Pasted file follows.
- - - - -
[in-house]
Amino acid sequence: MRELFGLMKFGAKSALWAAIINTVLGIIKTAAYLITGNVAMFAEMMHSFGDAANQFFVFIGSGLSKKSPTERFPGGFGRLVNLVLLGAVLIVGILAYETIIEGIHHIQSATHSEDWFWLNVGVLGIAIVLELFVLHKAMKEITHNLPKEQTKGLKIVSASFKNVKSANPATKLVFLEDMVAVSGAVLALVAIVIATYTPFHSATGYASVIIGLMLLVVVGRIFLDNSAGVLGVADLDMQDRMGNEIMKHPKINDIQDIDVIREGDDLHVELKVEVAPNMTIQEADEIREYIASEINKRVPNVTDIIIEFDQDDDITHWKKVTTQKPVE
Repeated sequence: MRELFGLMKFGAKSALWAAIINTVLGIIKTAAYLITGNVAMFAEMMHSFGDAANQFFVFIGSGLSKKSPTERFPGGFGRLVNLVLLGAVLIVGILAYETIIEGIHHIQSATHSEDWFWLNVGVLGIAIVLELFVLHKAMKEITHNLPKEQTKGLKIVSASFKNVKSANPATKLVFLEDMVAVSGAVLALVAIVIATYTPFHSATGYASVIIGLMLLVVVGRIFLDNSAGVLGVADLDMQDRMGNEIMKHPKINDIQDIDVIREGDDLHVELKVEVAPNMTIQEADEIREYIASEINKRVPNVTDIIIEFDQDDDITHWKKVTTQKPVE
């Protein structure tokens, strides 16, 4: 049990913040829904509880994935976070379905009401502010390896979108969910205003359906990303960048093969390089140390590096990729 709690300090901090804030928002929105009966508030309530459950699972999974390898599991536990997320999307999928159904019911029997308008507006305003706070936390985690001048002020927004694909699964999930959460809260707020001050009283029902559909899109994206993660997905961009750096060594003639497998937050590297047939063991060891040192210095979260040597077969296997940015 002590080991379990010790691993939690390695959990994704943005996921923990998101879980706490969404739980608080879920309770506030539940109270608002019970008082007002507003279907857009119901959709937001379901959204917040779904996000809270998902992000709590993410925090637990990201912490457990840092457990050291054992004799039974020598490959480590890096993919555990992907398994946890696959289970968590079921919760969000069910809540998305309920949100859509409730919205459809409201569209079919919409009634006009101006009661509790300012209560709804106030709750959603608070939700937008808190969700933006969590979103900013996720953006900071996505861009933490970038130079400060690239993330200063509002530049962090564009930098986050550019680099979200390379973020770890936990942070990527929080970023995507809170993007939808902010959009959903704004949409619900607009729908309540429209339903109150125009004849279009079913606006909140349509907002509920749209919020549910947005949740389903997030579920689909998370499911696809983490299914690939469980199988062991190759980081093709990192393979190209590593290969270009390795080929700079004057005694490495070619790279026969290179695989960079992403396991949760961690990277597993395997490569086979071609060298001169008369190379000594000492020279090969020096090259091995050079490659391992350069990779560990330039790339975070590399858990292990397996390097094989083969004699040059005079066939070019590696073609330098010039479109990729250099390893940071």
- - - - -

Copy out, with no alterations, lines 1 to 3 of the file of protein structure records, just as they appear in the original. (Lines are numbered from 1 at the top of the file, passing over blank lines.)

[in-house]
Amino acid sequence: MRELFGLMKFGAKSALWAAIINTVLGIIKTAAYLITGNVAMFAEMMHSFGDAANQFFVFIGSGLSKKSPTERFPGGFGRLVNLVLLGAVLIVGILAYETIIEGIHHIQSATHSEDWFWLNVGVLGIAIVLELFVLHKAMKEITHNLPKEQTKGLKIVSASFKNVKSANPATKLVFLEDMVAVSGAVLALVAIVIATYTPFHSATGYASVIIGLMLLVVVGRIFLDNSAGVLGVADLDMQDRMGNEIMKHPKINDIQDIDVIREGDDLHVELKVEVAPNMTIQEADEIREYIASEINKRVPNVTDIIIEFDQDDDITHWKKVTTQKPVE
Repeated sequence: MRELFGLMKFGAKSALWAAIINTVLGIIKTAAYLITGNVAMFAEMMHSFGDAANQFFVFIGSGLSKKSPTERFPGGFGRLVNLVLLGAVLIVGILAYETIIEGIHHIQSATHSEDWFWLNVGVLGIAIVLELFVLHKAMKEITHNLPKEQTKGLKIVSASFKNVKSANPATKLVFLEDMVAVSGAVLALVAIVIATYTPFHSATGYASVIIGLMLLVVVGRIFLDNSAGVLGVADLDMQDRMGNEIMKHPKINDIQDIDVIREGDDLHVELKVEVAPNMTIQEADEIREYIASEINKRVPNVTDIIIEFDQDDDITHWKKVTTQKPVE